A study published in 2017 examined how different species would react to extinction-level events, including impacts with giant asteroids, gamma-ray bursts, and supernova blasts. The study looked at events so powerful, even the ultra-hardy extremophiles, which live in poisonous, boiling water, would be wiped out of existence. Even the death of the Sun may not be able to kill off this hardy species.

“Surprisingly we find that although human life is somewhat fragile to nearby events, the resilience of Ecdysozoa such as Milnesium tardigradum renders global sterilisation an unlikely event,” the study concluded.

A tardigrade, looking like it is standing.
A tardigrade, looking like it is standing.
Tardigrades are harder to kill than the second Terminator. Image credit: ESA/Dr. Ralph O. Schill

One study profiled in the journal Cell Biology in 2016 suggested tardigrades are, essentially, just a head with four pairs of legs.

Tardigrades may be the first creatures from Earth to travel near the speed of light, as the Starlight program from NASA aims to propel wafer-sized payloads, including tardigrades, into space, propelling the craft with lasers.


This Isn’t How I Pictured Colonizing the Moon

The Beresheet mission launched February 21, and crashed during an attempted landing on April 11. Beginning in 1959, space agencies have purposely (and accidentally) crashed probes on the lunar surface, but the Beresheet accident was the first accidental crash on the Moon since 1971.

A streak and impact spot appear on the Moon where the Beresheet spacecraft impacted the surface. Image credit: NASA
A streak and impact spot appear on the Moon where the Beresheet spacecraft impacted the surface. Image credit: NASA
The impact site of the Beresheet spacecraft on the Moon is seen in this pair of images from the Lunar Reconnaissance Orbiter (LRO). Image credit: NASA

Also included on the failed lander were 30 million digitized pages about the human race.

The DVD-sized time capsule sent to the Moon was the product of the Arch Mission Foundation, an organization dedicated to creating a “backup of planet Earth.” The goal of the organization is to design archives of human knowledge which could last millions or billions of years, and disperse them across the Solar System.

In order to send 30 million pages of data in a form that would be easily readable in millions of years, high-resolution nano-scale images were engraved into a glass matrix. Nickel deposits are then placed on the glass, a single atom at a time.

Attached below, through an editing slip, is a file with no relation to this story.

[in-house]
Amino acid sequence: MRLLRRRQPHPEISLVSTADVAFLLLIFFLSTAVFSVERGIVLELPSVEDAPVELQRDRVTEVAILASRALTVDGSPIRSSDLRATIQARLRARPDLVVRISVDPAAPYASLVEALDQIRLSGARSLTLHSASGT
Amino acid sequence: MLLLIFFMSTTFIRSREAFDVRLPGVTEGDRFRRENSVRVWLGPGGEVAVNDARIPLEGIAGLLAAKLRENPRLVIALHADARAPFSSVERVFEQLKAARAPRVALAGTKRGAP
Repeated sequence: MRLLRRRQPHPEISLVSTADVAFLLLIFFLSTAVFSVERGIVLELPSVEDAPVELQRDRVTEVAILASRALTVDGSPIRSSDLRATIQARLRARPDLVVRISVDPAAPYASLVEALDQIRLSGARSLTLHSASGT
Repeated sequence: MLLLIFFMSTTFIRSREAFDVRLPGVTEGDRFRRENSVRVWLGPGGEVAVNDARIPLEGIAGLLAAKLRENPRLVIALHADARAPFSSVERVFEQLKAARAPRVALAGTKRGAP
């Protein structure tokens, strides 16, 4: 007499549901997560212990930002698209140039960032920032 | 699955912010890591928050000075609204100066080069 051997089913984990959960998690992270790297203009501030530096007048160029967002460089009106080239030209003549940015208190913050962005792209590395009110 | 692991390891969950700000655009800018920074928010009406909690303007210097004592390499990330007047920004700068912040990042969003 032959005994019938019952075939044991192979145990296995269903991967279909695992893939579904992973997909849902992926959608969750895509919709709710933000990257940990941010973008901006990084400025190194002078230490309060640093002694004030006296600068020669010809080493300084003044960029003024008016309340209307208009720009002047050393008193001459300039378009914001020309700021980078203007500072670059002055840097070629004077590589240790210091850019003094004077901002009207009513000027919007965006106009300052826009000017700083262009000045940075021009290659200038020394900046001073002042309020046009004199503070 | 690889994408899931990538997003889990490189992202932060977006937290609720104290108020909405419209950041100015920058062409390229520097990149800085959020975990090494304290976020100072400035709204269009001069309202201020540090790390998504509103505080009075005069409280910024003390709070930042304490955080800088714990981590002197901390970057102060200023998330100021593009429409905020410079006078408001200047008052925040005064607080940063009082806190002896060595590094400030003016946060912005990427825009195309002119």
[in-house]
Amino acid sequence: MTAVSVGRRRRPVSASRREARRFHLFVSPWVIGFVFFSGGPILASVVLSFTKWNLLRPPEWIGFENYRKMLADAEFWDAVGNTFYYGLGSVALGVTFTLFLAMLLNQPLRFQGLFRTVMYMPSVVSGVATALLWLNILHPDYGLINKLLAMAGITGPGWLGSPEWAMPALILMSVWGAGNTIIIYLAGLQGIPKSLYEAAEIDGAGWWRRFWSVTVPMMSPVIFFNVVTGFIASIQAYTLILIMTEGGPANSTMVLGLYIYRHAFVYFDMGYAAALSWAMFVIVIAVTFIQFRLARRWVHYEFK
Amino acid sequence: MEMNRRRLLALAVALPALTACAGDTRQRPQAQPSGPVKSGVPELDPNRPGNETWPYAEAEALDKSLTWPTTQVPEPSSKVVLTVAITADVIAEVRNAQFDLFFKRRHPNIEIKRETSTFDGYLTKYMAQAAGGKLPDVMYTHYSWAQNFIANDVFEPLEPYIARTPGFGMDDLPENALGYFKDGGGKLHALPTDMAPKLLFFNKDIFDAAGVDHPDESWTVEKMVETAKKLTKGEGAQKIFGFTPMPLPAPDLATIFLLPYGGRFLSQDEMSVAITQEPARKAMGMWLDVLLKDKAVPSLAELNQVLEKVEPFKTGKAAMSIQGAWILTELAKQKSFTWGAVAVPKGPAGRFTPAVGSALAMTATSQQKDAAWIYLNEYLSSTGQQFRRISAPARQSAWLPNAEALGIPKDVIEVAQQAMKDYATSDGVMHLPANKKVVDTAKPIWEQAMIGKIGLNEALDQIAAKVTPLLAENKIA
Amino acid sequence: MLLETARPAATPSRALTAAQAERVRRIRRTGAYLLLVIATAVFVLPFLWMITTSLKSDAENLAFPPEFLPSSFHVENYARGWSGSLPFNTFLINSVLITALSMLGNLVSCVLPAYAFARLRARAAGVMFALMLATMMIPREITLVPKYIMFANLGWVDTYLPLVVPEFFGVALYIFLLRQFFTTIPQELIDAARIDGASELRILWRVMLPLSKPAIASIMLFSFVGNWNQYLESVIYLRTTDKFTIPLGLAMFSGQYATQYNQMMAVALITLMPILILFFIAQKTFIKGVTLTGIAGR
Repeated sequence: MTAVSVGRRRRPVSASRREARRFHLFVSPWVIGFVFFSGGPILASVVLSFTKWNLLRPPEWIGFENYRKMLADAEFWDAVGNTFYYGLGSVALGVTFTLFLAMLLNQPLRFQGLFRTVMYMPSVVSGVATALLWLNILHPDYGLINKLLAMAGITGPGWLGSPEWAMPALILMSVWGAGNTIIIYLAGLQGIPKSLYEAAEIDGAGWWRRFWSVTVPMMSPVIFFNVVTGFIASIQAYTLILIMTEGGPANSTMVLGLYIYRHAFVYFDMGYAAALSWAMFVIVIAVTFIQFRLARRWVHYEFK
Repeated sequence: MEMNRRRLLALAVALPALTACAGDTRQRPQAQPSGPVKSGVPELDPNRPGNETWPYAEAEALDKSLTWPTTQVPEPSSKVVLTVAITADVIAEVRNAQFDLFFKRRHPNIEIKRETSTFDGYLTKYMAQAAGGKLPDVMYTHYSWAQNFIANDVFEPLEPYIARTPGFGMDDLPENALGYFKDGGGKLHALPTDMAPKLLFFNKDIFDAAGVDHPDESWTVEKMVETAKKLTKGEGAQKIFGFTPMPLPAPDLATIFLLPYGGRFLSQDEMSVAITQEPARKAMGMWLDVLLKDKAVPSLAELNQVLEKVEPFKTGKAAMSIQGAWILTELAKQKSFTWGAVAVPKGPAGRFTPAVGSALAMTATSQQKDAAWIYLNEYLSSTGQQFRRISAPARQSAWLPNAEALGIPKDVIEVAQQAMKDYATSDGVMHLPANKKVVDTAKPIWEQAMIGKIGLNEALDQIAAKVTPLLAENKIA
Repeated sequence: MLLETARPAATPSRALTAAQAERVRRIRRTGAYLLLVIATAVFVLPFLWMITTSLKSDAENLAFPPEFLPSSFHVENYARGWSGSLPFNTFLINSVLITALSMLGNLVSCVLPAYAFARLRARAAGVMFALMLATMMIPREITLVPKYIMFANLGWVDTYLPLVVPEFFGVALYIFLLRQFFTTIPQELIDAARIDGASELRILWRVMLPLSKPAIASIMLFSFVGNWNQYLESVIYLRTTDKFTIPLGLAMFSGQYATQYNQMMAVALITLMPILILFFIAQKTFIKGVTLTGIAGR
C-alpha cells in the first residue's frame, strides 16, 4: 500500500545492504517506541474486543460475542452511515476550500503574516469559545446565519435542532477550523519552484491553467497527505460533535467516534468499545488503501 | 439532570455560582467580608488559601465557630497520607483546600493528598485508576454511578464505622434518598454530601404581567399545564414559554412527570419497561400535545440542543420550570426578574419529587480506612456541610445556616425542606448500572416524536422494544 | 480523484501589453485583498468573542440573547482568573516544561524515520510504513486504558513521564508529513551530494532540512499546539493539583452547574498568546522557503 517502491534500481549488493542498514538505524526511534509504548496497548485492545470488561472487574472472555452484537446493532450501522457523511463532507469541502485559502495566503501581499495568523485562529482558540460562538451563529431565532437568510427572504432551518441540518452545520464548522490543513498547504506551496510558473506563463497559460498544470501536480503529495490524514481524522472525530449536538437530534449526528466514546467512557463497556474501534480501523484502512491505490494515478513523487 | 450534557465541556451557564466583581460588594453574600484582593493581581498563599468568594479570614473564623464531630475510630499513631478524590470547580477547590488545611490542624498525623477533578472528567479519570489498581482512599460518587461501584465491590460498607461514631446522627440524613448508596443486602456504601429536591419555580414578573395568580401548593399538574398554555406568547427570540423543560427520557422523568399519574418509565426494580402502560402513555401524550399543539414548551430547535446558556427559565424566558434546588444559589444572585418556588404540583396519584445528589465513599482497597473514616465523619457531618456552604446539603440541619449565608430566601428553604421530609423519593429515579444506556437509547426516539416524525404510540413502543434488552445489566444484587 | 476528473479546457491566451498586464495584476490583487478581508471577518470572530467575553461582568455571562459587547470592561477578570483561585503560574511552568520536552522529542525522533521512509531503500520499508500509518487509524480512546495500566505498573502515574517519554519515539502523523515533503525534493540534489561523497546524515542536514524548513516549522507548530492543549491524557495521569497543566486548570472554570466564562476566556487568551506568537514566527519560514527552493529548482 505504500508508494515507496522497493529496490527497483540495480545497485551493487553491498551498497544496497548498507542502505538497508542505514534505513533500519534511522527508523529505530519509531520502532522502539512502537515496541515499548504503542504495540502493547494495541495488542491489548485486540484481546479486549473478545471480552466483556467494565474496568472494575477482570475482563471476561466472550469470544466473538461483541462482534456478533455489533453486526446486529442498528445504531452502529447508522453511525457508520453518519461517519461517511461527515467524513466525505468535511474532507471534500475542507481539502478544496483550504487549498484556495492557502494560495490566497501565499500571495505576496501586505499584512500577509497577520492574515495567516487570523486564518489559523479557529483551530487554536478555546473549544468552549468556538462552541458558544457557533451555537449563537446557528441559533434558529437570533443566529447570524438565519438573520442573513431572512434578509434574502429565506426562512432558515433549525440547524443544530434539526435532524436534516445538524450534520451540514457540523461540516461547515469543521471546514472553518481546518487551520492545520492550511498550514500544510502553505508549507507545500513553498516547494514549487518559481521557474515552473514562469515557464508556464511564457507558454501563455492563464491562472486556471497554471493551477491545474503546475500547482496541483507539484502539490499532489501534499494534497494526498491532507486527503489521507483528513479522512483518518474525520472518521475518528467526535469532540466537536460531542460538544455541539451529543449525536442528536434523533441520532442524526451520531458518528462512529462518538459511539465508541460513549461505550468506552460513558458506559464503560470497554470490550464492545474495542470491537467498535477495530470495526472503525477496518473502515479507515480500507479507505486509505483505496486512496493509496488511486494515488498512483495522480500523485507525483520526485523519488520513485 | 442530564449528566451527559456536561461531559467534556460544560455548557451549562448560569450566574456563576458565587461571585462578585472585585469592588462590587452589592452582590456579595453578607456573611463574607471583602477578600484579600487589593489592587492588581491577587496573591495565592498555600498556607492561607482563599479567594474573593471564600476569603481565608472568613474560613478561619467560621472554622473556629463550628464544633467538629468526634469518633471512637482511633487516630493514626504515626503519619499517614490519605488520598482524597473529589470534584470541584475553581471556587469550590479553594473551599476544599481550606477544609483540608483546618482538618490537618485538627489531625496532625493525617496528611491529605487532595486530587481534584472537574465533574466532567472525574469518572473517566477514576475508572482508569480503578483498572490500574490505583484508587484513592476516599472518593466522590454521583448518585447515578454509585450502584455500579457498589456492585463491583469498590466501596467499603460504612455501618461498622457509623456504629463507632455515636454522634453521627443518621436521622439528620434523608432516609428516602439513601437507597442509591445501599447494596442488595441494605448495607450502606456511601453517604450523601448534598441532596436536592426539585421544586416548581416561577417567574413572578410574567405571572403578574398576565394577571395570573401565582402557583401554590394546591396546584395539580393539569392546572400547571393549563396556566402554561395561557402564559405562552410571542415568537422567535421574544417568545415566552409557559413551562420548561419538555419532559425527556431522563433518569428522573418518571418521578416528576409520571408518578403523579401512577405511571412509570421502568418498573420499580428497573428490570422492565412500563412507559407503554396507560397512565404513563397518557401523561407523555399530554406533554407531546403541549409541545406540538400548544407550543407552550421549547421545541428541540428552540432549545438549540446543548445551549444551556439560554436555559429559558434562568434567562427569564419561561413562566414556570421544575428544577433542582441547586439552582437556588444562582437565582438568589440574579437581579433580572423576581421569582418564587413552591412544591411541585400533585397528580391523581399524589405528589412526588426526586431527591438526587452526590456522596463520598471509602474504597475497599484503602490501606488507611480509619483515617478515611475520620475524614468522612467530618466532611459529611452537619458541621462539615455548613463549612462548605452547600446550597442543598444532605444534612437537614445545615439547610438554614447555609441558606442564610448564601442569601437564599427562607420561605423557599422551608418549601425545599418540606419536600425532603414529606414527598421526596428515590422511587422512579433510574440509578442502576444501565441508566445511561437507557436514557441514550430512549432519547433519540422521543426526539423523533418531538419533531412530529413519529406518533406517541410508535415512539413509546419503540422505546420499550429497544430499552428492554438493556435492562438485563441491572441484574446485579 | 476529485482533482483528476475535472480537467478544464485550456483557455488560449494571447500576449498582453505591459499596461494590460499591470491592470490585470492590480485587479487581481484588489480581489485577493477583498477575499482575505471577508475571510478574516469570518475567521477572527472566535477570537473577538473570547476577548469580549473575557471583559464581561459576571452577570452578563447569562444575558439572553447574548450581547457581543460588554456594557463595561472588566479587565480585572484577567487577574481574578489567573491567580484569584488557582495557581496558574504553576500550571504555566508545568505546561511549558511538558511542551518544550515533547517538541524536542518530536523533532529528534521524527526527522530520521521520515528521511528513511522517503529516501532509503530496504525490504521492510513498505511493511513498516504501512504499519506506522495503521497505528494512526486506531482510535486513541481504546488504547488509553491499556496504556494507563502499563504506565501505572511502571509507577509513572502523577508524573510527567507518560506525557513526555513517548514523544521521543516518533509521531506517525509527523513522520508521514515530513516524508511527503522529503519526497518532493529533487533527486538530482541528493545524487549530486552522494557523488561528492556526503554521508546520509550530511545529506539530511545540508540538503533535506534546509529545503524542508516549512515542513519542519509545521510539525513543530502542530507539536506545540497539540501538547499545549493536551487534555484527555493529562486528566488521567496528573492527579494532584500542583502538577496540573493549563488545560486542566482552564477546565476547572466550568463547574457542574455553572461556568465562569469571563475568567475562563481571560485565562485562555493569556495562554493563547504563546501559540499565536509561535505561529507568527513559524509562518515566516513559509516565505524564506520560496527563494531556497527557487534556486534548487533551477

The Arch Mission Foundation plans to encode the entire English-language contents of Wikipedia on synthetic DNA. This sample will be sent to the Moon by space technology developer Astrobotic.

“Our job, as the hard backup of this planet, is to make sure that we protect our heritage — both our knowledge and our biology. We have to sort of plan for the worst,” Spivak stated.

These may be the first permanent residents of the Moon. Image credit: Newscom

Investigation of the path the spacecraft when it impacted the lunar surface, it is likely the tardigrades survived the impact, the organization determined. The design of the disk would have greatly aided chances for the tardigrades to have survived the impact, investigations reveal. Even if the disk was broken during the crash, analysis shows the disk would have likely broken into large pieces, saving much of its payload. Still, the tiny creatures would not awaken until they were placed in an atmosphere, and allowed to re-hydrate.

It is still uncertain if any of the tardigrades survived the crash, but if any species could survive such an impact and the harsh conditions on the lunar surface, tardigrades could do it. If the first lunar colonists from Earth are tardigrades, so be it.


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James Maynard

Written by

Writing about space since I was 10, still not Carl Sagan. Mailing List/Podcast: https://thecosmiccompanion.substack.com